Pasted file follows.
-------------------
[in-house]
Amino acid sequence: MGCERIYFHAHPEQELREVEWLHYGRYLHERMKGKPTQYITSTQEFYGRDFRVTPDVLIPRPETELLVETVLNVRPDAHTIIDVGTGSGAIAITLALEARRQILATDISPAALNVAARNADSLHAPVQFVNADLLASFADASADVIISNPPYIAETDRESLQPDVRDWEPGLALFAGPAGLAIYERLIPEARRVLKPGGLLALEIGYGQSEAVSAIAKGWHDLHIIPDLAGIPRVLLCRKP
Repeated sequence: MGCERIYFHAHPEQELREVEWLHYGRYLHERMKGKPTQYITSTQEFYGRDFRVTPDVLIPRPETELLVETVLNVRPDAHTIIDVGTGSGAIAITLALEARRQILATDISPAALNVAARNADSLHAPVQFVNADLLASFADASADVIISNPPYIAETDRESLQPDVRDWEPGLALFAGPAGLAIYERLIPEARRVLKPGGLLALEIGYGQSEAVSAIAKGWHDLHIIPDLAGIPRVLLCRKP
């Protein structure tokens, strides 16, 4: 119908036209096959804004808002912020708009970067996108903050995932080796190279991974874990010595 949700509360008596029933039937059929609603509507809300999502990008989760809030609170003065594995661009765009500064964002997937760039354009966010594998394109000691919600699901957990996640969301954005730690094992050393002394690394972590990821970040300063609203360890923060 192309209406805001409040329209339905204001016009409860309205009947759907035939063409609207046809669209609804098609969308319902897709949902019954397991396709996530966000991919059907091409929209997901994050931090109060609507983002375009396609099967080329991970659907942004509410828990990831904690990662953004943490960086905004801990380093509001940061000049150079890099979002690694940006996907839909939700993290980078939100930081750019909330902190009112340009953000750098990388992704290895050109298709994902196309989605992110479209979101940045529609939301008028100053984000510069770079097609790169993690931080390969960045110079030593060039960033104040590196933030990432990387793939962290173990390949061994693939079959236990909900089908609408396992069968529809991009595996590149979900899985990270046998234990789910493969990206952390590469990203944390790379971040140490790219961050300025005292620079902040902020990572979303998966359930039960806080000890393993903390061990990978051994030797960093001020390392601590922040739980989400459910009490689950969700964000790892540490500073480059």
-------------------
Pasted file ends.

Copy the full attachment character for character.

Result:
[in-house]
Amino acid sequence: MGCERIYFHAHPEQELREVEWLHYGRYLHERMKGKPTQYITSTQEFYGRDFRVTPDVLIPRPETELLVETVLNVRPDAHTIIDVGTGSGAIAITLALEARRQILATDISPAALNVAARNADSLHAPVQFVNADLLASFADASADVIISNPPYIAETDRESLQPDVRDWEPGLALFAGPAGLAIYERLIPEARRVLKPGGLLALEIGYGQSEAVSAIAKGWHDLHIIPDLAGIPRVLLCRKP
Repeated sequence: MGCERIYFHAHPEQELREVEWLHYGRYLHERMKGKPTQYITSTQEFYGRDFRVTPDVLIPRPETELLVETVLNVRPDAHTIIDVGTGSGAIAITLALEARRQILATDISPAALNVAARNADSLHAPVQFVNADLLASFADASADVIISNPPYIAETDRESLQPDVRDWEPGLALFAGPAGLAIYERLIPEARRVLKPGGLLALEIGYGQSEAVSAIAKGWHDLHIIPDLAGIPRVLLCRKP
């Protein structure tokens, strides 16, 4: 119908036209096959804004808002912020708009970067996108903050995932080796190279991974874990010595 949700509360008596029933039937059929609603509507809300999502990008989760809030609170003065594995661009765009500064964002997937760039354009966010594998394109000691919600699901957990996640969301954005730690094992050393002394690394972590990821970040300063609203360890923060 192309209406805001409040329209339905204001016009409860309205009947759907035939063409609207046809669209609804098609969308319902897709949902019954397991396709996530966000991919059907091409929209997901994050931090109060609507983002375009396609099967080329991970659907942004509410828990990831904690990662953004943490960086905004801990380093509001940061000049150079890099979002690694940006996907839909939700993290980078939100930081750019909330902190009112340009953000750098990388992704290895050109298709994902196309989605992110479209979101940045529609939301008028100053984000510069770079097609790169993690931080390969960045110079030593060039960033104040590196933030990432990387793939962290173990390949061994693939079959236990909900089908609408396992069968529809991009595996590149979900899985990270046998234990789910493969990206952390590469990203944390790379971040140490790219961050300025005292620079902040902020990572979303998966359930039960806080000890393993903390061990990978051994030797960093001020390392601590922040739980989400459910009490689950969700964000790892540490500073480059």